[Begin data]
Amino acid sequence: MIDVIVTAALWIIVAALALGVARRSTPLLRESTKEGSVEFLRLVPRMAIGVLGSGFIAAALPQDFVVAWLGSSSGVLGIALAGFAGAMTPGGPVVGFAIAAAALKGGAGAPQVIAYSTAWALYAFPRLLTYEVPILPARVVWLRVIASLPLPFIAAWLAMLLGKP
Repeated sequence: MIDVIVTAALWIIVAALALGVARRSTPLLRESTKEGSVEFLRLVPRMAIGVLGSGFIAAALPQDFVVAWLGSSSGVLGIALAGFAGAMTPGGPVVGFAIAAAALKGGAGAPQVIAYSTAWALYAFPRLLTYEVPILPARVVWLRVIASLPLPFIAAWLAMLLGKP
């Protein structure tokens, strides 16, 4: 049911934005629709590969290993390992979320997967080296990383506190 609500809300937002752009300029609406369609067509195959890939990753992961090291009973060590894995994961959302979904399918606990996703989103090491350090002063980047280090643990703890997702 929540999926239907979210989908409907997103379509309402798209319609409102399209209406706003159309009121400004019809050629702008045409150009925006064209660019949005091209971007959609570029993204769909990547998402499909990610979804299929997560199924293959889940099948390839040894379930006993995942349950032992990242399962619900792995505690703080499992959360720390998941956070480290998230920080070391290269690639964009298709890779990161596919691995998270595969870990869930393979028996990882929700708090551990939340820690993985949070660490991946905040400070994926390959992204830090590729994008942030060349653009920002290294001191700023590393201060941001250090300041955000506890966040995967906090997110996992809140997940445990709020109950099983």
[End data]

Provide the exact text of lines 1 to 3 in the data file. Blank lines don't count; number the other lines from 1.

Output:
Amino acid sequence: MIDVIVTAALWIIVAALALGVARRSTPLLRESTKEGSVEFLRLVPRMAIGVLGSGFIAAALPQDFVVAWLGSSSGVLGIALAGFAGAMTPGGPVVGFAIAAAALKGGAGAPQVIAYSTAWALYAFPRLLTYEVPILPARVVWLRVIASLPLPFIAAWLAMLLGKP
Repeated sequence: MIDVIVTAALWIIVAALALGVARRSTPLLRESTKEGSVEFLRLVPRMAIGVLGSGFIAAALPQDFVVAWLGSSSGVLGIALAGFAGAMTPGGPVVGFAIAAAALKGGAGAPQVIAYSTAWALYAFPRLLTYEVPILPARVVWLRVIASLPLPFIAAWLAMLLGKP
């Protein structure tokens, strides 16, 4: 049911934005629709590969290993390992979320997967080296990383506190 609500809300937002752009300029609406369609067509195959890939990753992961090291009973060590894995994961959302979904399918606990996703989103090491350090002063980047280090643990703890997702 929540999926239907979210989908409907997103379509309402798209319609409102399209209406706003159309009121400004019809050629702008045409150009925006064209660019949005091209971007959609570029993204769909990547998402499909990610979804299929997560199924293959889940099948390839040894379930006993995942349950032992990242399962619900792995505690703080499992959360720390998941956070480290998230920080070391290269690639964009298709890779990161596919691995998270595969870990869930393979028996990882929700708090551990939340820690993985949070660490991946905040400070994926390959992204830090590729994008942030060349653009920002290294001191700023590393201060941001250090300041955000506890966040995967906090997110996992809140997940445990709020109950099983």